Motor trade to prepare for clocking crisis

The motor trade could be heading towards a clocking crisis, as the number of Personal Contract Purchase (PCP) agreements reaches an all-time high.

That’s the warning from big data business Cazana.com at a time when official figures show one in 16 used cars on the road has clocked mileage, a 25% increase in cars from 2014 to 2016 according to NFDA (National Franchised Dealers Association). Cazana is forecasting this trend to continue, with the number of new vehicles purchased through PCP reaching in excess of 82% last year.

Rupert Pontin, director of Valuations at Cazana, expressed concern that a significant number of new vehicles purchased through PCP are returning to the used car market with incorrect mileage figures, as consumers turn to mileage correction companies to ensure they do not exceed the terms of their finance agreements. Pontin also believes that clocking is no longer being associated with fraudulent car dealers and sellers, but with supposedly finance-savvy consumers.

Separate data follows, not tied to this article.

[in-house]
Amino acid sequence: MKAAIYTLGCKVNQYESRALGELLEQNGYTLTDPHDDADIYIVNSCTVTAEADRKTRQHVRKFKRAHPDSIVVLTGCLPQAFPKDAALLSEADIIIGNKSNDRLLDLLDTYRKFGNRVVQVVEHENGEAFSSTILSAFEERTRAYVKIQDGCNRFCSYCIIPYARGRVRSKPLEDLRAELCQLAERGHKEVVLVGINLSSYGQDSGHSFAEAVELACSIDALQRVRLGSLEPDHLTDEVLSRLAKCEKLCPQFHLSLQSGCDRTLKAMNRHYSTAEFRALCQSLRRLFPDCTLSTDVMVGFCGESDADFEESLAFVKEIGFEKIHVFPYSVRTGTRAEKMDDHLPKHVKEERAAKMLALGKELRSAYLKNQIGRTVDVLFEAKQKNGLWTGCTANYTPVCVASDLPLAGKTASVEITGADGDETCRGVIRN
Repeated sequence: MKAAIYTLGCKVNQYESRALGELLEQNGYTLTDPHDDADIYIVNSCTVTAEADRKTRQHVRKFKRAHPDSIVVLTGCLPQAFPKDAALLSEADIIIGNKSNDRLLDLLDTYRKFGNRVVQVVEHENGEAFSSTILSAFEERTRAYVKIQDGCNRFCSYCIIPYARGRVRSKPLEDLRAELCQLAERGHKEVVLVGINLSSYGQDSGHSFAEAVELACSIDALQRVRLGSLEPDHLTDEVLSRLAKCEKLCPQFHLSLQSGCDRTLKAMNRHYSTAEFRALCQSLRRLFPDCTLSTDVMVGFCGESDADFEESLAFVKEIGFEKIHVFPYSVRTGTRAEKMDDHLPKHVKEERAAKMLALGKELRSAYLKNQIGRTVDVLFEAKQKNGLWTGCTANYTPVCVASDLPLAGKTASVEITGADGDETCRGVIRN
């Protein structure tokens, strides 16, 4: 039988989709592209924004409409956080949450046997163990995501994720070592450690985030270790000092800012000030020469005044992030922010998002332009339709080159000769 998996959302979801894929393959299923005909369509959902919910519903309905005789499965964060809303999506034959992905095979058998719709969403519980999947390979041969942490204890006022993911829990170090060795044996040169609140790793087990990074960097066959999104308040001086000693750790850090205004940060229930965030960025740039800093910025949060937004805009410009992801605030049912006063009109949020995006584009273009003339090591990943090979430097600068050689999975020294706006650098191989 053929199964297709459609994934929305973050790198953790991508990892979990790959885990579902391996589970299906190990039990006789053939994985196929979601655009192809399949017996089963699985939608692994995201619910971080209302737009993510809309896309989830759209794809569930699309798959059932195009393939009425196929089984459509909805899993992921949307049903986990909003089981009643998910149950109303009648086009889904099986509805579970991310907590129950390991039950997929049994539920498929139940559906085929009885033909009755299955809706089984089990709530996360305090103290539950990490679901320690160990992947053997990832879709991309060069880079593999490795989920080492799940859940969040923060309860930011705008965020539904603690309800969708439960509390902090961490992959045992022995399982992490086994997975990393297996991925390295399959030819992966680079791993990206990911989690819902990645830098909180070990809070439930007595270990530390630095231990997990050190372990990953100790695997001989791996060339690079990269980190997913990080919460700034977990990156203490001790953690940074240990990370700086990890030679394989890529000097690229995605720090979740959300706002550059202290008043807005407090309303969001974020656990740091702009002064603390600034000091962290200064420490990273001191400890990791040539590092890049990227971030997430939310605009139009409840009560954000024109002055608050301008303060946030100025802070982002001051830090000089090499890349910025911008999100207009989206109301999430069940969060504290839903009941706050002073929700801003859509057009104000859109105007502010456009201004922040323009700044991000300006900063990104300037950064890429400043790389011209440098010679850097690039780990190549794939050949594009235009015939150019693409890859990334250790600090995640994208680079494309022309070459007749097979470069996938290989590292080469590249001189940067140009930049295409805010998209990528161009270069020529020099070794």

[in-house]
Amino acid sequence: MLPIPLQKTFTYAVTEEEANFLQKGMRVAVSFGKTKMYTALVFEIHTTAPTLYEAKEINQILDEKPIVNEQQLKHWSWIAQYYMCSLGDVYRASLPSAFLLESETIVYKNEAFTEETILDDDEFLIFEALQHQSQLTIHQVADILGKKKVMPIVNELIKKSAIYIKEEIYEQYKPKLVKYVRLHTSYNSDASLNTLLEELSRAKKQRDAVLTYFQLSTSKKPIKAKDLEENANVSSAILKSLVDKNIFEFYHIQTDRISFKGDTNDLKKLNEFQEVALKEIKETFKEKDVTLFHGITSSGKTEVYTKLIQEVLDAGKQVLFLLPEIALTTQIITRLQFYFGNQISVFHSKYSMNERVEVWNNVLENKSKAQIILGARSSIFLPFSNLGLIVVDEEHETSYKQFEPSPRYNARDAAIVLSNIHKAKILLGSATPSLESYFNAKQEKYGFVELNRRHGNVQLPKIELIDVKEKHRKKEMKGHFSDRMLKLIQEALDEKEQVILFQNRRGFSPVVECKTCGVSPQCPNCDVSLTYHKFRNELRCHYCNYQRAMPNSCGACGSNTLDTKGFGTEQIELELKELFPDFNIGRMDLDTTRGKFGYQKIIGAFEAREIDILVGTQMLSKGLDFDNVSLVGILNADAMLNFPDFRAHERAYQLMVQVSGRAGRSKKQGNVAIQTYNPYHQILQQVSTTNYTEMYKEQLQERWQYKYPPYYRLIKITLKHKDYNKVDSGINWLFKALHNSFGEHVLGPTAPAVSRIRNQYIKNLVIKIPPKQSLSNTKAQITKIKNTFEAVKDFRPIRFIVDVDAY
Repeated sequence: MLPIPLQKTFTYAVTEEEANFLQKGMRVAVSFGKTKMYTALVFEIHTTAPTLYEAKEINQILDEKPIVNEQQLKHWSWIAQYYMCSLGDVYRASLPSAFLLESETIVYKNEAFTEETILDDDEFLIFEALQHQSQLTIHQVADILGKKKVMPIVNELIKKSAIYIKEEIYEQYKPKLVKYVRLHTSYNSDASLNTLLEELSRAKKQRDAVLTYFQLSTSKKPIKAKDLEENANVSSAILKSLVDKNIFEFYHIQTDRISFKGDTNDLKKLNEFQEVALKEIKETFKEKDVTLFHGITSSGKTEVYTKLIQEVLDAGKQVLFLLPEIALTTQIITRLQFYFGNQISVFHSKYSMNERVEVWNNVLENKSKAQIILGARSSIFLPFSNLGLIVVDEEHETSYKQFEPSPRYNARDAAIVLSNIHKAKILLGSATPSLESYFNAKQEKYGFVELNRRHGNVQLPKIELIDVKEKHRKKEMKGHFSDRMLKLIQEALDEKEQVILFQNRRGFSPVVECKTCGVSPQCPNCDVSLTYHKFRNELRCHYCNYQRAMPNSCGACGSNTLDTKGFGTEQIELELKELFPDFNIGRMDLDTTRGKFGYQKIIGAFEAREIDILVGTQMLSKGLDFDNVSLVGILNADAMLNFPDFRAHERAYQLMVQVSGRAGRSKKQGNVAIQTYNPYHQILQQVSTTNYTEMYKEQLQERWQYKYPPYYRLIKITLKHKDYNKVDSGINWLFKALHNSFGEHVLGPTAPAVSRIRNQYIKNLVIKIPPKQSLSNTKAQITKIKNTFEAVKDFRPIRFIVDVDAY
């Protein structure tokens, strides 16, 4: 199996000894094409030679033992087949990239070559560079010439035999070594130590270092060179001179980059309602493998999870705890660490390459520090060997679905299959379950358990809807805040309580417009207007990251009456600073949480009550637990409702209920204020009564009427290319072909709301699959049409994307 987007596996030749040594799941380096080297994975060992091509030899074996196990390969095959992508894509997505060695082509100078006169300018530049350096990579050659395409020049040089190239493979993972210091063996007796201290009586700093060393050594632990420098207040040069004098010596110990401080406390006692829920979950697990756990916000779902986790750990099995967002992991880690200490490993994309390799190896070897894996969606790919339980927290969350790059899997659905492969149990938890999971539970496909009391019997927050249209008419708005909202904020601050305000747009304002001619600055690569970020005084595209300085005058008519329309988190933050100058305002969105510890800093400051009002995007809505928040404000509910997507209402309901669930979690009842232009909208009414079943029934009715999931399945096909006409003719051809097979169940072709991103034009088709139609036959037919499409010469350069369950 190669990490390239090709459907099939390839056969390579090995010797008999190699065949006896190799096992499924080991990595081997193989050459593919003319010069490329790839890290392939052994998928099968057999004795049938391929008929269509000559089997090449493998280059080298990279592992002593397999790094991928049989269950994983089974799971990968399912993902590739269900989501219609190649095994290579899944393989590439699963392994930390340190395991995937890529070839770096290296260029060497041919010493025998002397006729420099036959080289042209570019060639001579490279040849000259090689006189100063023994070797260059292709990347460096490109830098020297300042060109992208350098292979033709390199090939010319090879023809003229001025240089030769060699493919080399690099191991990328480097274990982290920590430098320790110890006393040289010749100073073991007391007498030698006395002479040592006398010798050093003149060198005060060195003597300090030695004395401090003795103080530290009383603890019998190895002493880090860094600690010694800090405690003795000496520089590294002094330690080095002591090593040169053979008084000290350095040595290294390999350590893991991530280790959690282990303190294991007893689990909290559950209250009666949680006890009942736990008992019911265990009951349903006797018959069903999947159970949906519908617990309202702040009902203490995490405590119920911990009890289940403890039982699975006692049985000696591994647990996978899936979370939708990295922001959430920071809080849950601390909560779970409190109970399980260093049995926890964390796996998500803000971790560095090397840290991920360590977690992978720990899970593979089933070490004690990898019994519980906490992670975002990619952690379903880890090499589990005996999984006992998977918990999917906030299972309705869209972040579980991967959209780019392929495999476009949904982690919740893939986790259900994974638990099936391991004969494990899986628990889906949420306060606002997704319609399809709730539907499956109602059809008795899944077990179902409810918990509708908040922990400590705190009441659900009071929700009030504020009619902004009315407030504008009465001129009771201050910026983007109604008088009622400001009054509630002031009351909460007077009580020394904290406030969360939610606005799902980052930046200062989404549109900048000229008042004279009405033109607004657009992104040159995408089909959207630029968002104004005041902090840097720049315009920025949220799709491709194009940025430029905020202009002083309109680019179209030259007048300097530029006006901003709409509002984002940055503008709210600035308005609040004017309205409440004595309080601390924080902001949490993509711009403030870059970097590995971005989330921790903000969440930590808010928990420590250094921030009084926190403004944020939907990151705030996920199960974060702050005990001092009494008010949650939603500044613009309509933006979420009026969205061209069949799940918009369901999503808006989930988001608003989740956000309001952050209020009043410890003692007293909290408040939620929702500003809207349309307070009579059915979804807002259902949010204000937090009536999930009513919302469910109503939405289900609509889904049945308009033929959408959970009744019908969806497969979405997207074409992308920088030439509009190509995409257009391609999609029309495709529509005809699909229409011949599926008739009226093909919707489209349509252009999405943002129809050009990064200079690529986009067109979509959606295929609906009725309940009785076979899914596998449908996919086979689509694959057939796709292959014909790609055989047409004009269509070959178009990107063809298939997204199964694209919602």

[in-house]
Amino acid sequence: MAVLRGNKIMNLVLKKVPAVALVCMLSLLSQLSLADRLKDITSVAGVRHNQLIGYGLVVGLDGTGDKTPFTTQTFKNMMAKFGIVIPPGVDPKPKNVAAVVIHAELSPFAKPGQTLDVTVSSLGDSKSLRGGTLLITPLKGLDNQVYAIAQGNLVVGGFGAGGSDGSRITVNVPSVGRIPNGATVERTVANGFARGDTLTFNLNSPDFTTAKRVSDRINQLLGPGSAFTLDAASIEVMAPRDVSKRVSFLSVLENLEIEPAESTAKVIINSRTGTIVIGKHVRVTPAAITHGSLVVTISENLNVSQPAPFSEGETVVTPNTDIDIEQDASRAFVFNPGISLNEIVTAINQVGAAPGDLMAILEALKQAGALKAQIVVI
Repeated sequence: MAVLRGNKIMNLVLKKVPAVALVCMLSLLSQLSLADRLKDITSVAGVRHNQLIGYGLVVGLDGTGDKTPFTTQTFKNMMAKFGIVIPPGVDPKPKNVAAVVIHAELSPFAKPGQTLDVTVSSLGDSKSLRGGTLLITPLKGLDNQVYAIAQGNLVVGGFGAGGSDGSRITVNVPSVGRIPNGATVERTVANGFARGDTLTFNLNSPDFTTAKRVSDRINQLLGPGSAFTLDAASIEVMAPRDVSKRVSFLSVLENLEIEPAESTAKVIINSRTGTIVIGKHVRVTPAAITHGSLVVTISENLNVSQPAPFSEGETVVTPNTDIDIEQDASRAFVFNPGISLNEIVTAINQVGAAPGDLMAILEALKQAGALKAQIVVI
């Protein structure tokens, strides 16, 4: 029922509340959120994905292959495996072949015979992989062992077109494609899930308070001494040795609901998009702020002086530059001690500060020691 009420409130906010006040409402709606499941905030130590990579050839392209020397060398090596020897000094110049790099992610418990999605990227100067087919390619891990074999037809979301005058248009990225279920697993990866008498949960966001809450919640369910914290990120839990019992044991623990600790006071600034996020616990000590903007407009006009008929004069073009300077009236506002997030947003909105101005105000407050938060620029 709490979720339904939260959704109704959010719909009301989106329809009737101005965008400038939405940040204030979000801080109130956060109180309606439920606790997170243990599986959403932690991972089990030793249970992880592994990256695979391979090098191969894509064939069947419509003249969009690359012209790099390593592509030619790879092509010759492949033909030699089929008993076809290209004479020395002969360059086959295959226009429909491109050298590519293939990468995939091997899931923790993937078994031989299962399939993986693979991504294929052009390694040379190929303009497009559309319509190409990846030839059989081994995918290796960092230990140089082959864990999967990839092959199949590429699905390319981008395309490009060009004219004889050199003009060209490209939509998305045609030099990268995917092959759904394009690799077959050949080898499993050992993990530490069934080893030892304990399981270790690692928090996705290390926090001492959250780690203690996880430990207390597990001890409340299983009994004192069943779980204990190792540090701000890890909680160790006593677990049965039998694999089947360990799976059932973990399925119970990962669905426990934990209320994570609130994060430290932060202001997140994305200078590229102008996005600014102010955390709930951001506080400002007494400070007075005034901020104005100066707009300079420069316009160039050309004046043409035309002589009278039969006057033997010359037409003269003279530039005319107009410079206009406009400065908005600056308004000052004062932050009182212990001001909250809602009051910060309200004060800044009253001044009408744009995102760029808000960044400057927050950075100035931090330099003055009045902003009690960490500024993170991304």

He commented, ‘Throughout the past ten years, there have been calls for the trade to clean up its act when it comes to clocking, and these words have been heeded. However, what we are starting to see is more consumers deliberately clocking their cars to ensure they do not go over the terms of their PCP agreements. As finance becomes the most common option for vehicle purchasing, we are seeing an increase in clocked vehicles returning to the used car market.

‘Dealers do not always have the required equipment or experience to thoroughly check PCP vehicles for clocking during the de-fleeting process, and auction houses are also in a similar position as they act as remarketing agents. The trade needs to be extra vigilant and continue to keep an eye out for evidence of clocking.

‘Working with specialist platforms such as Cazana can ensure that all the relevant vehicle checks have been made prior to sale, and that the best possible price based on real-time residual values is always being received.’